3. Enhance metadata quality: To improve searchability and context-awareness in consuming systems, add missing metadata and improve existing entries. Use tools for semantic tagging and entity extraction to automatically generate and add metadata tags (for example, author names, publication dates, keywords, and abstract summaries for a set of articles) where they are missing.
  4. Increase semantic richness: To enhance automated reasoning and inferencing capabilities, add detailed annotations and semantic tags to content. Use a natural language processing (NLP) tool to identify and tag entities and relationships in a database of content. Add these annotations directly into the content’s metadata fields.
  5. Improve content quality: Achieve higher reliability and accuracy by implementing a quality assurance program that includes regular audits to review content and plan for updates. To make this process more efficient, consider using a content management tool that scans content to find and correct errors and inconsistencies and identifies duplicated or outdated content. 
  6. Optimize scalability and performance: Enable efficient and reliable content operations that manage ingestion and processing by scaling up and optimizing tool capabilities and refine workflows for handling large volumes of content. 
  • Implement iterative improvements: Enhance content readiness and alignment with semantic layer requirements on an ongoing basis. Establish a continuous improvement cycle based on feedback and audit findings. Set up regular review meetings with content teams to assess progress and adjust strategies. Analyze user feedback and audit reports. Track improvements and report status to content stakeholders.


Incorporating a semantic layer into content management and distribution is a transformative approach to addressing the organizational challenges of handling vast amounts of information. As outlined above, the process begins with a comprehensive content analysis or audit to evaluate the readiness of content for integration into the semantic layer. This step is critical for enhancing the content’s structure, semantic richness, metadata quality, consistency, and overall quality.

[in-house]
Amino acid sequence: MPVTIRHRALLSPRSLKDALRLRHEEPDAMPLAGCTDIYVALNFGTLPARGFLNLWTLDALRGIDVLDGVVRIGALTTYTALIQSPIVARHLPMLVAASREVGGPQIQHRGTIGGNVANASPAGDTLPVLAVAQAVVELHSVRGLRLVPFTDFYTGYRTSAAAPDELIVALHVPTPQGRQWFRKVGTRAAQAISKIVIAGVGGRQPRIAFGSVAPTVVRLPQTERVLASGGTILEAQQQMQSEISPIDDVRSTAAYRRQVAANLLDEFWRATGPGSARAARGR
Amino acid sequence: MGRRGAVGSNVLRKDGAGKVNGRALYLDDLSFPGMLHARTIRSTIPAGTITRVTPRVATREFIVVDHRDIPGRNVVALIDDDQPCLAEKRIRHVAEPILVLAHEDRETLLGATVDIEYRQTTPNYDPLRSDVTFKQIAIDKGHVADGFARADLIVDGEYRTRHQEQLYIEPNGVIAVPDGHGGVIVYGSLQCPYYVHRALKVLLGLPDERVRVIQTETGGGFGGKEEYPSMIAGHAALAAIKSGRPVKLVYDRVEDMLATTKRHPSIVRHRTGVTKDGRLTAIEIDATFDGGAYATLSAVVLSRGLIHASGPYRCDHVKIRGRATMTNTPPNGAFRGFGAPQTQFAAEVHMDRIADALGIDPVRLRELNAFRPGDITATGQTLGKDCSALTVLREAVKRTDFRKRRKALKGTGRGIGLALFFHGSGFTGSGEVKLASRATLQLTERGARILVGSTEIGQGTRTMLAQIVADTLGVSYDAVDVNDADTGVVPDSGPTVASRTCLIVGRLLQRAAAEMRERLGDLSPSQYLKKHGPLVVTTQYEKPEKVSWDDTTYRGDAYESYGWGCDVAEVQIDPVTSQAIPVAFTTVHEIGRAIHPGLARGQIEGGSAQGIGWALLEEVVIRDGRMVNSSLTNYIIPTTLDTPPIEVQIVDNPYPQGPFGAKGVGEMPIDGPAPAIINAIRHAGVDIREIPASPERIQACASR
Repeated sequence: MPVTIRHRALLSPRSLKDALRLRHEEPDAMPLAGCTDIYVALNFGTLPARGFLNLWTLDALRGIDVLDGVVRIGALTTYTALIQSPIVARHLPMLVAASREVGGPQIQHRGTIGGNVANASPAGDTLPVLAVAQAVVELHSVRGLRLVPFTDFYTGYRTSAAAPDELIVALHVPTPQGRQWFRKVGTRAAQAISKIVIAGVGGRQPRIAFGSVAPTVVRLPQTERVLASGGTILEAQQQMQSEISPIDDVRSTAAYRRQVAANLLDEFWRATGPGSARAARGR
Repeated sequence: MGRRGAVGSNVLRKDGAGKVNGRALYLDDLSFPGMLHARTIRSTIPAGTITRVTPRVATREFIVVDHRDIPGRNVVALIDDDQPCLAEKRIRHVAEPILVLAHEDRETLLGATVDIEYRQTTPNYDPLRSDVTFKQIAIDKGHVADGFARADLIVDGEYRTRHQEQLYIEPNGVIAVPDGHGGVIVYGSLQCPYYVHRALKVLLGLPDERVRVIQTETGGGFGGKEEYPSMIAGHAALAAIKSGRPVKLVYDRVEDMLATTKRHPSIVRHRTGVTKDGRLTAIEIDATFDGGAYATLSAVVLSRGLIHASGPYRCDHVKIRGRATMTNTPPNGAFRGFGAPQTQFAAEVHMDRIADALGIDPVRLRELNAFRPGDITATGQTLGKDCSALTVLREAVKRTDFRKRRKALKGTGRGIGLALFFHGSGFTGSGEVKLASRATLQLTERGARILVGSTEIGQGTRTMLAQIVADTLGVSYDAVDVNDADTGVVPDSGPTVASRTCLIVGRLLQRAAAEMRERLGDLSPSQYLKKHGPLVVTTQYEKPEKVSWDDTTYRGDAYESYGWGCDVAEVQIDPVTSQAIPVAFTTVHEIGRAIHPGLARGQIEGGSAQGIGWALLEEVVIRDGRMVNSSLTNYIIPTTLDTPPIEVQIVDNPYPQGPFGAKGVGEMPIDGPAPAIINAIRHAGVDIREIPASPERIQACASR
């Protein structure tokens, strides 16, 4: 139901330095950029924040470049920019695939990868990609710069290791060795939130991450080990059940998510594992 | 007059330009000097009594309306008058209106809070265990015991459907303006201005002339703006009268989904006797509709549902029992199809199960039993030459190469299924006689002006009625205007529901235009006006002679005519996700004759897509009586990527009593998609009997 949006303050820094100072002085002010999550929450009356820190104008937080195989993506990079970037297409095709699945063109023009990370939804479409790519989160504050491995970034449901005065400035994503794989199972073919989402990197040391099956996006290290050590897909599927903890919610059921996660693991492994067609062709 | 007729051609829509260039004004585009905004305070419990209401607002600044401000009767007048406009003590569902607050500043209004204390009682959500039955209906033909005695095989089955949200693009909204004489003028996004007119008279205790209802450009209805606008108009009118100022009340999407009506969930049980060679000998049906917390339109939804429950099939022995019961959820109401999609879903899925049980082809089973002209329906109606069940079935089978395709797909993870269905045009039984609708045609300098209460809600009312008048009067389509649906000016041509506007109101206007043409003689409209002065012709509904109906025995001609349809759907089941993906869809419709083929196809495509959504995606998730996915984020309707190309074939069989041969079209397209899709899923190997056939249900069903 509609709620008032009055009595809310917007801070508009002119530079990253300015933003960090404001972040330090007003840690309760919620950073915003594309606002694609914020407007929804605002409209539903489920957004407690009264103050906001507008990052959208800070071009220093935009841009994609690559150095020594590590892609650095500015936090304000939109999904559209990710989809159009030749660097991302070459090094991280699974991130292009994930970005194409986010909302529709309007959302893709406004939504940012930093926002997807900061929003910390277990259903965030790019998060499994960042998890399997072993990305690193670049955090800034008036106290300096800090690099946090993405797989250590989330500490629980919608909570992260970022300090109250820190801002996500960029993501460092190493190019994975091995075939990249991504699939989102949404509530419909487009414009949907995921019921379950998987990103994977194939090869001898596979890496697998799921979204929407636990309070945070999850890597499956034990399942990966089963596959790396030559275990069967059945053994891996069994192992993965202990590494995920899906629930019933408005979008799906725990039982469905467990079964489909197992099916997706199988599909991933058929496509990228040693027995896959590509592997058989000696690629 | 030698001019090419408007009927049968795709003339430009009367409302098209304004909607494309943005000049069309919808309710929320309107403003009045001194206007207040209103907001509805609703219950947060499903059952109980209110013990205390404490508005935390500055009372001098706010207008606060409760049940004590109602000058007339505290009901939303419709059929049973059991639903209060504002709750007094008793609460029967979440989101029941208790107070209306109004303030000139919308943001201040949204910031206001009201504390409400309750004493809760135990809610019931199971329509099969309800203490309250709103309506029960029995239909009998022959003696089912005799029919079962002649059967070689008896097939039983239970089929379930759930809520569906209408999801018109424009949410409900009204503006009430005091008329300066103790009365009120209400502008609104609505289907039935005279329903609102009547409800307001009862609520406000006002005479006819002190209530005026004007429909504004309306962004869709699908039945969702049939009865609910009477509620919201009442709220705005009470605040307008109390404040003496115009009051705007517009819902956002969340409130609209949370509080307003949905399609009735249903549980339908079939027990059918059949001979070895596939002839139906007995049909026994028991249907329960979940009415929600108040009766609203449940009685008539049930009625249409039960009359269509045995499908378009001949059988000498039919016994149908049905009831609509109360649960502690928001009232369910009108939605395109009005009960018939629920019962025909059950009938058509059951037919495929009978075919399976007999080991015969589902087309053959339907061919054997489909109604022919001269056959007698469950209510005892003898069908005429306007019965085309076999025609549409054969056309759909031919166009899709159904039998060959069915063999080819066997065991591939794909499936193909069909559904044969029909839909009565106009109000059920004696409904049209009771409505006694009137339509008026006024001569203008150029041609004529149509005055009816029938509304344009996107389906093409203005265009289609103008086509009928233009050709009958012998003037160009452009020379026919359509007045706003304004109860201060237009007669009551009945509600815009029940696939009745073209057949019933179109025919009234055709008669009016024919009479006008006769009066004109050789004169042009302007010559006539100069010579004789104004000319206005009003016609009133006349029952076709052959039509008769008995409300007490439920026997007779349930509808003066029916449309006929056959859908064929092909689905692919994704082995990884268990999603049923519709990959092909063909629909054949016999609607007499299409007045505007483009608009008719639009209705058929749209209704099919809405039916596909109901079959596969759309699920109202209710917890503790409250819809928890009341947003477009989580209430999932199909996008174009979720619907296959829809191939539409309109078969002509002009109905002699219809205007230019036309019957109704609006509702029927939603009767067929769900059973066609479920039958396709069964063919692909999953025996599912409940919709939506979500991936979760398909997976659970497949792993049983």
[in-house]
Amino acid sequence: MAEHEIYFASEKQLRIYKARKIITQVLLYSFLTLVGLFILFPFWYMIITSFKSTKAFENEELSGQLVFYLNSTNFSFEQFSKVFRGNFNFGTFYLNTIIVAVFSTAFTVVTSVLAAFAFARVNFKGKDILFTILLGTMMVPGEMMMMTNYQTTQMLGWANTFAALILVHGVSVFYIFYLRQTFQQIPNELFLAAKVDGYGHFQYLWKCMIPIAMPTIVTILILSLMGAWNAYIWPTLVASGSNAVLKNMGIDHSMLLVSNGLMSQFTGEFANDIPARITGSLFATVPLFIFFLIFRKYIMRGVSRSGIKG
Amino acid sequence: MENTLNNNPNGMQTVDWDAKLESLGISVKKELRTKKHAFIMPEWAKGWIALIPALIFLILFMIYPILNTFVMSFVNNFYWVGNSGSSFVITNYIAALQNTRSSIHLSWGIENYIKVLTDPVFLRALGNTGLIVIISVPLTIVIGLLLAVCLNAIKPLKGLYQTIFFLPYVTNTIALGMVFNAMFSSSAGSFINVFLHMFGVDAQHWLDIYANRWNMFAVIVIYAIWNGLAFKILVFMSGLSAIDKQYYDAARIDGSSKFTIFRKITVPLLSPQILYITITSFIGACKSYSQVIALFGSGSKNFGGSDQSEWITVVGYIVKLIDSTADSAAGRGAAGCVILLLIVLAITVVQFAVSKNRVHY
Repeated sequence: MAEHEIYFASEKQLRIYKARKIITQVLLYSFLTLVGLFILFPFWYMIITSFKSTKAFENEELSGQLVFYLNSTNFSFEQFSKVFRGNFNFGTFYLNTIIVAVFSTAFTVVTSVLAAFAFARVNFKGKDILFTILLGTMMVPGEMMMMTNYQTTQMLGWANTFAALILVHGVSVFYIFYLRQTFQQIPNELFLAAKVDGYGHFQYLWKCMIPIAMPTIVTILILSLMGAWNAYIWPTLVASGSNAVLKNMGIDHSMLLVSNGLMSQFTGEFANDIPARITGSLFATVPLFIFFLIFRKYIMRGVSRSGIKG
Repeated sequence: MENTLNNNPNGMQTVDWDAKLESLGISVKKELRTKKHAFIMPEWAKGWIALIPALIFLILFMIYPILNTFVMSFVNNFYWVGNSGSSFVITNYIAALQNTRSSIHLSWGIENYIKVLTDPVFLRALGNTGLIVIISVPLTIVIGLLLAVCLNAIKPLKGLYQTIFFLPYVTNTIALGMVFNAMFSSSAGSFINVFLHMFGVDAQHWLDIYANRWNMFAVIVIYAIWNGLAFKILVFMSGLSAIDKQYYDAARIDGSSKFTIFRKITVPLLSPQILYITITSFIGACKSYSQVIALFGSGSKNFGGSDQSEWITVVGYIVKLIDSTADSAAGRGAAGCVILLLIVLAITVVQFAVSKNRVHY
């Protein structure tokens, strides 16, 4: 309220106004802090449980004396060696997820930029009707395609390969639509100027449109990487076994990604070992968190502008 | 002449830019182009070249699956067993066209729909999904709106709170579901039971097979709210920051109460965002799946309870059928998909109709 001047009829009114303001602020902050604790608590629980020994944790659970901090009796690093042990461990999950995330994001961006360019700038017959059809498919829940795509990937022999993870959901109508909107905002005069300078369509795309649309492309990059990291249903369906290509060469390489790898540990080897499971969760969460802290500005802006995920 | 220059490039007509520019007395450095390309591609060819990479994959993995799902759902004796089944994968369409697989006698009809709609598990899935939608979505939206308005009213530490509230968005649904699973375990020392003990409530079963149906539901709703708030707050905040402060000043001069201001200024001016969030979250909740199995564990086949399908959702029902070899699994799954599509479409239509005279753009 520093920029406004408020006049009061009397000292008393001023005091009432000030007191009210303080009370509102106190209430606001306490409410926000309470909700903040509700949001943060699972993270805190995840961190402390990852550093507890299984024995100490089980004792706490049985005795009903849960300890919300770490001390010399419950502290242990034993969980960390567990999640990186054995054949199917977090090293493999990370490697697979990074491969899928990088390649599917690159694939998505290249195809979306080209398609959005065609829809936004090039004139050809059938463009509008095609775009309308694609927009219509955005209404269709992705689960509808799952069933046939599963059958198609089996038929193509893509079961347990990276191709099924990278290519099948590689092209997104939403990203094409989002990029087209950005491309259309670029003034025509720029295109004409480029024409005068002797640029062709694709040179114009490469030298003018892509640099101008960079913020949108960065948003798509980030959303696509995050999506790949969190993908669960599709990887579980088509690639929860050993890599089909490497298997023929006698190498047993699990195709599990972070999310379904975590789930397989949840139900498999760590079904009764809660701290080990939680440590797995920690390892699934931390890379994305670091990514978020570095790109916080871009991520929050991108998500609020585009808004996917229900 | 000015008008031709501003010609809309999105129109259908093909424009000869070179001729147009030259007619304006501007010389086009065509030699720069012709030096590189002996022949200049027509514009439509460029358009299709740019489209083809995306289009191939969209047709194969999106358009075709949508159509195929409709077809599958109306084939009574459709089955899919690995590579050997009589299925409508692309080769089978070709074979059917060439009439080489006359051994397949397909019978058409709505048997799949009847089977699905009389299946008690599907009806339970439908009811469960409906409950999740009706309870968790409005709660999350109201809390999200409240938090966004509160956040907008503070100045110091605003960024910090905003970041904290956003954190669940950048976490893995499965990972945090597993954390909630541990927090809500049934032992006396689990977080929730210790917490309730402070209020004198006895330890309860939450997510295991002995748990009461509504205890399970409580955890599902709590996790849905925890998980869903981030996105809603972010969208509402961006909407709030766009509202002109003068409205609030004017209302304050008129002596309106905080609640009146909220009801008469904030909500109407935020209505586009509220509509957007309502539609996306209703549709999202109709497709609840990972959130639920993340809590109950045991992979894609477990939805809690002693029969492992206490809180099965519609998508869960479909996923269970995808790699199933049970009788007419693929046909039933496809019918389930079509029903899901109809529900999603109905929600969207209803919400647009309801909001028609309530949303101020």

By enriching content with metadata and contextual information, organizations can significantly boost the capabilities of consuming systems such as AI-enabled chatbots, knowledge management systems, recommendation engines, and enterprise search. The audit process identifies gaps and provides insights into the content’s quantity, quality, and structure, along with actionable recommendations for improvement.

Key factors such as structure, semantic richness, metadata quality, consistency, content quality, and scalability play vital roles in ensuring the effectiveness of content within the semantic layer. Properly structured and componentized content enriched with detailed metadata ensures accurate categorization and relationship identification, facilitating automated reasoning and inferencing.

Addressing these aspects during content preparation optimizes the content for semantic enrichment and enhances downstream distribution in relevant contexts. This leads to more accurate, intelligent, and context-aware knowledge representation and discovery, ultimately maximizing the content’s potential in the semantic layer.

Follow these audit steps and address the outlined factors to unlock your content’s full potential to drive better decision-making, improve user experiences, and achieve greater operational efficiency.

Looking for expert assistance with your content audit project? Contact us.

Paula Land Paula Land Paula Land is Principal Consultant for Advanced Content at Enterprise Knowledge. She is the author of Content Audits and Inventories: A Handbook for Content Analysis, 2nd. Edition. More from Paula Land »